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book image Numismatics
The Late Roman Gold and Silver Coins from the Hoxne Treasure  
By P.S.W. Guest
Illustrated. 184 pp.
British Museum Press . US$120.00
ISBN-10: 0714118109 / ISBN-13: 9780714118109

With The Late Roman Gold and Silver Coins from the Hoxne Treasure, author P.S.W. Guest has made an invaluable addition to the printed works of numismatics with the publication of his catalogue and discussion of the Hoxne coins.

The Hoxne coins were unearthed in Suffolk County, England in 1992. They are the largest known collection of its kind anywhere in the Roman Empire.

The Hoxne treasure dates from the early fifth century A.D., a time in British history that is still largely clouded in mystery. Study of the coins, along with other archaeologically significant items from the Hoxne site, has substantially increased archaeologists' and historians' understanding of fifth-century Britain, even supporting the recent historical theory that Roman departure from Britain may have been a more gradual process than has been previously believed.

The Hoxne treasure is known as a "hoard," a cache of buried treasure. Numerous hoards have been found in East Anglia as well as other parts of the Roman Empire. The 15,234 gold and silver coins in the Hoxne hoard, along with the gold jewelry and silver tableware found with them, comprise one of the most significant hoards ever uncovered.

In the fifth century, the strength of the Roman Empire was waning and their defensive capabilities were strained. At the same time, Britain faced increasingly serious attacks by land from invading Northern tribes and by water from pirates crossing the North Sea. Therefore, it is easy to surmise that families, churches, and other organizations would have adopted the practice of hiding valuables by packing them into chests and burying them in the ground.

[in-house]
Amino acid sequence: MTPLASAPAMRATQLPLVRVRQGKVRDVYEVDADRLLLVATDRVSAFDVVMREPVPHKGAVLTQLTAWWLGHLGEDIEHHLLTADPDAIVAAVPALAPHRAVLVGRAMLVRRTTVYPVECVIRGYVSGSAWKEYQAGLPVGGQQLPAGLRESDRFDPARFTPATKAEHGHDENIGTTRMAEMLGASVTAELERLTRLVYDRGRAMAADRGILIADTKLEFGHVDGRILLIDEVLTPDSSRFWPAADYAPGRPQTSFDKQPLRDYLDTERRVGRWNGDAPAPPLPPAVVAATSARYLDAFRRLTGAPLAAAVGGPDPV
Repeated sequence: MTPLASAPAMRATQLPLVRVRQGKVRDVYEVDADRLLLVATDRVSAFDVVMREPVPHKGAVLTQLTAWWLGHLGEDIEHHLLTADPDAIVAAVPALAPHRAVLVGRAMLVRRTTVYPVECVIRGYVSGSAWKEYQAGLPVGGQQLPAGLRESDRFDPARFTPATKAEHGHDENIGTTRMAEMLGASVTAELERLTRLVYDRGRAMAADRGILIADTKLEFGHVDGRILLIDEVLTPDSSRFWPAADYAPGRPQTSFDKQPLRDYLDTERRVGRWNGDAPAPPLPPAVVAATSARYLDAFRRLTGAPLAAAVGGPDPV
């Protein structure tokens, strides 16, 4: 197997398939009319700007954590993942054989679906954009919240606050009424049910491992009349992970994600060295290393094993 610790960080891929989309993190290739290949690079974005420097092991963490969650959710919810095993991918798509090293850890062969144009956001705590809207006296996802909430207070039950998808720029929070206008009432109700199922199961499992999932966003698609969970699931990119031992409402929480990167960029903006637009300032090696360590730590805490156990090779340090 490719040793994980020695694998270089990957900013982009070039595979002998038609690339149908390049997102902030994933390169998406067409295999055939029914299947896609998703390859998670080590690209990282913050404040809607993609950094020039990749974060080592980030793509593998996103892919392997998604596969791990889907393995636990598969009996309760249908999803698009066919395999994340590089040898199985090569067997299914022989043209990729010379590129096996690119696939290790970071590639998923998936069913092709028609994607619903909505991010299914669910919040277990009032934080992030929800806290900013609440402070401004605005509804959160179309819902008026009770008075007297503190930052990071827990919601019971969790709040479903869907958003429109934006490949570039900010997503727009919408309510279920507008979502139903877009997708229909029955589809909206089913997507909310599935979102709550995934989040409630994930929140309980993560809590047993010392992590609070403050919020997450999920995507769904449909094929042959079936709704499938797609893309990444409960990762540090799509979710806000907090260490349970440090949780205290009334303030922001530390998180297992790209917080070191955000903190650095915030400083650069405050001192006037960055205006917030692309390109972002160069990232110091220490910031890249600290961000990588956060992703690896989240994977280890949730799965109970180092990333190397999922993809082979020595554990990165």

Although this is an easy assumption, we find that it may incorrect, or at least incomplete. The author shows that this hoard, along with others, may not be the simple attempt to conceal treasure from barbarians that they appear, thus requiring another interpretation of this time in history.

The author has done justice to the importance of his topic. The Late Roman Gold and Silver Coins from the Hoxne Treasure goes beyond a complete catalog and detailed discussion of the items in the hoard. With careful attention to the history, production techniques, and chronology of Roman coinage, he includes a history with social perspective of precious metals and their place in Roman history.

This social perspective is enhanced with a discussion of the supply and demand of coinage in the late Roman Empire, along with their production at ancient mints. Guest's inclusion of the scientific analysis of the silver coins in the treasure will appeal to the armchair archaeologists among us. No less detailed is his discussion of the 428 imitation coins found in the Hoxne treasure.

The Late Roman Gold and Silver Coins from the Hoxne Treasure is a welcome addition to numismatist, archaeologist, and historian alike.

Sylvia Breau, for Notable Book Reviews
Notable Book Reviews received one or more copies of this book in exchange for this review.
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